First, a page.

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The Internet as an Equestrian Resource

By Natalie DiBerardinis

The Internet has opened up amazing new opportunities for horse lovers of all ages and experience levels. Educational opportunities are a click of a mouse away, contacts can be made with other horse enthusiasts around the world, and the commercial opportunities are endless. Tack and equipment, books and videos, and even horses are just a few of the things equine enthusiasts can purchase on the web. Keeping in mind the possibility of information overload and the lack of personal contact with the people you are dealing with, as a wise consumer you will want to take extra care in sorting through all the different options and sites that are available.

One of the most valuable benefits of the world wide web is the sheer amount of educational information available. For example, if I am looking for more information on equestrian college programs, I can run a simple search for "equestrian colleges" and I am given examples such as Lake Erie College and The College of Charleston. Or, let's say I need to find more details on embryo transfers for breeding my mare. Some of the results of my search include Equigen and Agtech. The trick with finding useful search results is in setting sufficiently narrow parameters. If instead of putting in "equine embryo transfers" I had listed "equine veterinary" I would have had to wander around through at least 137 possible sites. If you are looking for more general information, I suggest finding a links directory to look through instead of doing a search through your web browser. The HayNet lists over 12,000 horse-related sites in categories ranging from Barn and Farm Equipment to Veterinary Resources and is an excellent starting point for any horse-related internet research.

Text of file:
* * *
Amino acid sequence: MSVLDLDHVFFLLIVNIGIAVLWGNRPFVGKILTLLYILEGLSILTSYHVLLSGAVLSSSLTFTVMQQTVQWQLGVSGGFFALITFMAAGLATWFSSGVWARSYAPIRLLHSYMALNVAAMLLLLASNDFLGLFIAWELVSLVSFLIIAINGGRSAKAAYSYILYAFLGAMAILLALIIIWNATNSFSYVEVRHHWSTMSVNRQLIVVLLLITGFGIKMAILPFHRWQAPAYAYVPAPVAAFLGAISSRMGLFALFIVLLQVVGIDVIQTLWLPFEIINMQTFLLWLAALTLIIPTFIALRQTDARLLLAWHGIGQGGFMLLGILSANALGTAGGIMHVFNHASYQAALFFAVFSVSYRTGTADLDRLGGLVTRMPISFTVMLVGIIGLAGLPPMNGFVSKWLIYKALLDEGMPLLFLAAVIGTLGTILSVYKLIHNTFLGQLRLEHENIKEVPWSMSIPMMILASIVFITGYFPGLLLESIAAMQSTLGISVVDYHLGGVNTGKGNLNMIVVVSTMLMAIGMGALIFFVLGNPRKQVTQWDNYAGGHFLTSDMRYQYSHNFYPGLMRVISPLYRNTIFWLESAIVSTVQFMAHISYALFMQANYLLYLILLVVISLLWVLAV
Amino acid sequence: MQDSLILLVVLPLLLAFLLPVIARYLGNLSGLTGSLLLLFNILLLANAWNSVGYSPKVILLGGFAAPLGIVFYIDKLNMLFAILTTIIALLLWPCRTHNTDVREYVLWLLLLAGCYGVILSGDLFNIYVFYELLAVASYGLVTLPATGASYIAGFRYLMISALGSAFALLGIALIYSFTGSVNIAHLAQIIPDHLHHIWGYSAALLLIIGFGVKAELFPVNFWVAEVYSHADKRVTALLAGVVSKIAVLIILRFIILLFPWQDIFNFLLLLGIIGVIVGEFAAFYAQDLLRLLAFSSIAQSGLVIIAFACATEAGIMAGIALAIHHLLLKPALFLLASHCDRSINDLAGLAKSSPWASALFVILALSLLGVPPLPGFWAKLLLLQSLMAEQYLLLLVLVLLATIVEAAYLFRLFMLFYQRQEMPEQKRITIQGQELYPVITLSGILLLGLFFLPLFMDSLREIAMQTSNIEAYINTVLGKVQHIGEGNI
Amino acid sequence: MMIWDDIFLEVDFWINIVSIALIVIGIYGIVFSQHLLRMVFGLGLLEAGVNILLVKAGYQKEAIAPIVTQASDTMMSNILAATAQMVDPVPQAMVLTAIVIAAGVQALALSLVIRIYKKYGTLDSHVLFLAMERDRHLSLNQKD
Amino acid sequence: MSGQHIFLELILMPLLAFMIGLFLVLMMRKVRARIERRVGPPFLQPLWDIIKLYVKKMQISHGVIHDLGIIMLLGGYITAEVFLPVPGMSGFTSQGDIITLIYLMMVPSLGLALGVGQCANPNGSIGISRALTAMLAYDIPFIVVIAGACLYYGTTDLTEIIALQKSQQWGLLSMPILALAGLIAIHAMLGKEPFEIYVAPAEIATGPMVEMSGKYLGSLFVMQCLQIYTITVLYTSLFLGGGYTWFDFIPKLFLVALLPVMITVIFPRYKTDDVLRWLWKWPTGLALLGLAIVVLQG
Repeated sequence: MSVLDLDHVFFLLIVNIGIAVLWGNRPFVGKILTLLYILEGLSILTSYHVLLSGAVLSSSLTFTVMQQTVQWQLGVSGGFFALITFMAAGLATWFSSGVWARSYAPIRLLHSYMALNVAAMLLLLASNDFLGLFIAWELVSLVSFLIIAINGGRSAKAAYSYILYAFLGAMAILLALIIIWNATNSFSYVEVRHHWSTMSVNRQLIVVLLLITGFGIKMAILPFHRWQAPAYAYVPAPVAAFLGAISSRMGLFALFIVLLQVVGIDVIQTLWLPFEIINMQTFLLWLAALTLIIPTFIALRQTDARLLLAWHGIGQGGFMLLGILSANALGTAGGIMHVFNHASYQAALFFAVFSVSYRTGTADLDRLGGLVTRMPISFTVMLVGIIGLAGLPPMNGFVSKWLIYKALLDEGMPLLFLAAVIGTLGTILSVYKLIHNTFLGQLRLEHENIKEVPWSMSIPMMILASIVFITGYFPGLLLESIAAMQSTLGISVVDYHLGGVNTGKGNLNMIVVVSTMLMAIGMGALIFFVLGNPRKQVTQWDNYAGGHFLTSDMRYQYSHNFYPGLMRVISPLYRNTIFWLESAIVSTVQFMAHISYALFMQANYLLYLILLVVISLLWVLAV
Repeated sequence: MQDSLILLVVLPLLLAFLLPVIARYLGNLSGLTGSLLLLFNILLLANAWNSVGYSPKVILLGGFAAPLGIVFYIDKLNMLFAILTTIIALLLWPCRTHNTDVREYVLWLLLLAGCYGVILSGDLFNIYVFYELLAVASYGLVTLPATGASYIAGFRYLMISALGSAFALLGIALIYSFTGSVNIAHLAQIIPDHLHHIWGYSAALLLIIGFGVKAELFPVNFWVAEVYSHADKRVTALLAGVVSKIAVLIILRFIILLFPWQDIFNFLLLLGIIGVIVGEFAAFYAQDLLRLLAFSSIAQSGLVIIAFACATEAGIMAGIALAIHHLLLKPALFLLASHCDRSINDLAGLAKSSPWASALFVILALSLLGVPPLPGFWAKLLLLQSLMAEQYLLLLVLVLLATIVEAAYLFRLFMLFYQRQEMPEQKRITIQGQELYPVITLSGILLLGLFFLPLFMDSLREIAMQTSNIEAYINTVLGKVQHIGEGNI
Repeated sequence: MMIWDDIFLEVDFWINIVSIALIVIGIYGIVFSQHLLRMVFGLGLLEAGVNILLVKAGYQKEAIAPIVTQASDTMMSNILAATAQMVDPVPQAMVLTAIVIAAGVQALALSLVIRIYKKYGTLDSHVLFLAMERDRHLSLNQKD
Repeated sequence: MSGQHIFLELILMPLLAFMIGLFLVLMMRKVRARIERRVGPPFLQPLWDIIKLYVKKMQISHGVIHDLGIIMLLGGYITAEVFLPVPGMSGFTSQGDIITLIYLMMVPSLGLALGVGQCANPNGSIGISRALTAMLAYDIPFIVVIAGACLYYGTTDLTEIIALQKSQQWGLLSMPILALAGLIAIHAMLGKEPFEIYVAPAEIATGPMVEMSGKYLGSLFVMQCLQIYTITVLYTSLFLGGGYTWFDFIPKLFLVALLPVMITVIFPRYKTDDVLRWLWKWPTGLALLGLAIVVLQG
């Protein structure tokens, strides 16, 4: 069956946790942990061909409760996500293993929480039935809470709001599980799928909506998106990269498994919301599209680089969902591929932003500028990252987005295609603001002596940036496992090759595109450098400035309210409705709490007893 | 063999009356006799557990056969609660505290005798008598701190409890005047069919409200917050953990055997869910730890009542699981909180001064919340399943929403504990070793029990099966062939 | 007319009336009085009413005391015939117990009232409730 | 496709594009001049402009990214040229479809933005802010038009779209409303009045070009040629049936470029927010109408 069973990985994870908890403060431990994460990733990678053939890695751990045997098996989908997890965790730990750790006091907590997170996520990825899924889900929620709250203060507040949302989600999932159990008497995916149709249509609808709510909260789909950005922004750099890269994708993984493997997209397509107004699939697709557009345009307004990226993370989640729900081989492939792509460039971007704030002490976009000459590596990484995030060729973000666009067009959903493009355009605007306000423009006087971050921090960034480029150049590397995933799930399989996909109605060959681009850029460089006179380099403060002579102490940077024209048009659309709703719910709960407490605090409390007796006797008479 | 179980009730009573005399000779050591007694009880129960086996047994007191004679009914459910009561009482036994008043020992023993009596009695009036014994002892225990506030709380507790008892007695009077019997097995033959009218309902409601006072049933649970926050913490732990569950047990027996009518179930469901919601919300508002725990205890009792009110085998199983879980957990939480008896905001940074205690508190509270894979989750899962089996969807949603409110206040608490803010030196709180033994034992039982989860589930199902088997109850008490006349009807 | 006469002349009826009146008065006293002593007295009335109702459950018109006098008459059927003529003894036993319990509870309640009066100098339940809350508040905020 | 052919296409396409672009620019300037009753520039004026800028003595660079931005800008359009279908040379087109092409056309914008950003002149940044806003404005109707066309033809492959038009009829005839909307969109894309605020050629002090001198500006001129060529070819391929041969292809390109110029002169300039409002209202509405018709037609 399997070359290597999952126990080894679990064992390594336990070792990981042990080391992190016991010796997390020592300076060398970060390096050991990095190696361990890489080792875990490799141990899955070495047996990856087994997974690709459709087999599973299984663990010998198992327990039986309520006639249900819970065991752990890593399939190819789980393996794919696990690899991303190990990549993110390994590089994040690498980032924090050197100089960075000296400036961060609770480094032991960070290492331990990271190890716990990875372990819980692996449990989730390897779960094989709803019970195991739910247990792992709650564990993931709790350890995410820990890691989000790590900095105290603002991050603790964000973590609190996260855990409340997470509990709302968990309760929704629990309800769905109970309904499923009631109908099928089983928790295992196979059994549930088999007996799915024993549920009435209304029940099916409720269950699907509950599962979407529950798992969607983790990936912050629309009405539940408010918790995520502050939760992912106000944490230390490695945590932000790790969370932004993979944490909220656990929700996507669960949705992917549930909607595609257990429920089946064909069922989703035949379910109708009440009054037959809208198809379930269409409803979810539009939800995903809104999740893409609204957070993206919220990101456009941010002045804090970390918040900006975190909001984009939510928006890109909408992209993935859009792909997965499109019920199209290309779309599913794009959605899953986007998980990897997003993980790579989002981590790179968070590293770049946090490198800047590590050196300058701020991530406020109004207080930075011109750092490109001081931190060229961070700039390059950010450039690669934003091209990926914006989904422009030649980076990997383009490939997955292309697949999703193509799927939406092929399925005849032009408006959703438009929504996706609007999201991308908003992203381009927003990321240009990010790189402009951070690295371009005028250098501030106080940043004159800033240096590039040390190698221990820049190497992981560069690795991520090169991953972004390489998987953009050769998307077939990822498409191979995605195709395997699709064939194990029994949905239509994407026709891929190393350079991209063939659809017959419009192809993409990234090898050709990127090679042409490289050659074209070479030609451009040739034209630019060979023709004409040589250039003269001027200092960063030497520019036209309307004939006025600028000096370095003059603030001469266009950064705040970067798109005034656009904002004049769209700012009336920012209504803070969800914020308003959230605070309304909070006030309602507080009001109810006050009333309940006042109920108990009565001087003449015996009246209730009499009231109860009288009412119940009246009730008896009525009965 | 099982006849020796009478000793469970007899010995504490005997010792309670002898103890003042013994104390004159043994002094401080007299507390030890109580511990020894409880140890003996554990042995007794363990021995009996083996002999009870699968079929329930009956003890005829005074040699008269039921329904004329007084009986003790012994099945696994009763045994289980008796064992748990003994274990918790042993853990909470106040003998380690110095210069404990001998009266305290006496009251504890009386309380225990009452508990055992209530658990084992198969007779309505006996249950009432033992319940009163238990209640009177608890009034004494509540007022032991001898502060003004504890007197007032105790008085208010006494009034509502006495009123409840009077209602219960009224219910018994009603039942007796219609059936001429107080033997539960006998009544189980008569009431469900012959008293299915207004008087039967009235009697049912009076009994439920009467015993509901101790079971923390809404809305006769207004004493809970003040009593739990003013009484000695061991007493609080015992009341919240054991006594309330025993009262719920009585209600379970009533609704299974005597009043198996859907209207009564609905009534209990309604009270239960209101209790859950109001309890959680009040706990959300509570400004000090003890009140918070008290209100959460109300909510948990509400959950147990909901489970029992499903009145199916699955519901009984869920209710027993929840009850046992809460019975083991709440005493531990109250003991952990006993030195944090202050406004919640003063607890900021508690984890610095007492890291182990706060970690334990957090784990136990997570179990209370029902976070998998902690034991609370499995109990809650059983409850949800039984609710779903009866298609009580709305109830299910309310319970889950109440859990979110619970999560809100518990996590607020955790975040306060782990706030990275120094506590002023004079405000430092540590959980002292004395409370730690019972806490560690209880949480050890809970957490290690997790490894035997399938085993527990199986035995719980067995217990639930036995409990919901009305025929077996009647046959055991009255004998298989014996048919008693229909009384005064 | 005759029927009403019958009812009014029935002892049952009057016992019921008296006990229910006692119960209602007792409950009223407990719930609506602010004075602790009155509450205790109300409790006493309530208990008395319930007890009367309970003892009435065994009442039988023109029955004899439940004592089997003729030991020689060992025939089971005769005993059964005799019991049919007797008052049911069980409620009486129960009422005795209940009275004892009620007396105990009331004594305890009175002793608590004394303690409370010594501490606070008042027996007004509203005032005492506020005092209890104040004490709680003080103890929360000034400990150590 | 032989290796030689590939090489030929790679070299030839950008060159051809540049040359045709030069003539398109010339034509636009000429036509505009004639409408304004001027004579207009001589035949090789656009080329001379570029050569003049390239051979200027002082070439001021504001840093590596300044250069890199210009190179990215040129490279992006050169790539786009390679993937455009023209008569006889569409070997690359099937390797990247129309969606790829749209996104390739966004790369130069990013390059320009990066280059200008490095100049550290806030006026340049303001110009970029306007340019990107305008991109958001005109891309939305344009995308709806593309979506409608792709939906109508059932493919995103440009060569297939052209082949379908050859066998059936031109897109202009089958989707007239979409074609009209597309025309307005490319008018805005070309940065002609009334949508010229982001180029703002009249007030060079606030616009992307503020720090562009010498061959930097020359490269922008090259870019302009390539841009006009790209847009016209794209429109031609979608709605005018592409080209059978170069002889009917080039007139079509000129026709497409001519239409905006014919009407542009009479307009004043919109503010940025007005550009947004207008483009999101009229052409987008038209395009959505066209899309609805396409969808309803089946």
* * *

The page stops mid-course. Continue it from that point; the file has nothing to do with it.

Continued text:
Another unique feature of the Internet is the ability it has to put you in contact with other horse enthusiasts around the world. Mailing lists are a popular feature for many people. Essentially, you choose to join a list pertaining to whatever topic interests you. Say for example I am interested in Swedish Warmbloods. I would find an e-mail list for Swedish Warmbloods and sign up. I would choose to have e-mail messages delivered either daily (digest form) or in individual messages. I would then receive e-mail messages sent from any other list members. This is an excellent way to interact with other people who are interested in the same areas you are. A word of caution; however, these lists can sometimes produce incredible amounts of e-mail. Make sure you are not paying a per e-mail fee to your e-mail or internet provider. Some people even set up a separate e-mail account for their list e-mail so it does not interfere with their work and personal e-mail accounts. Onelist currently hosts over 280,000 free e-mail lists and communities in an unbelievable range of topics. You are sure to find some that interest you.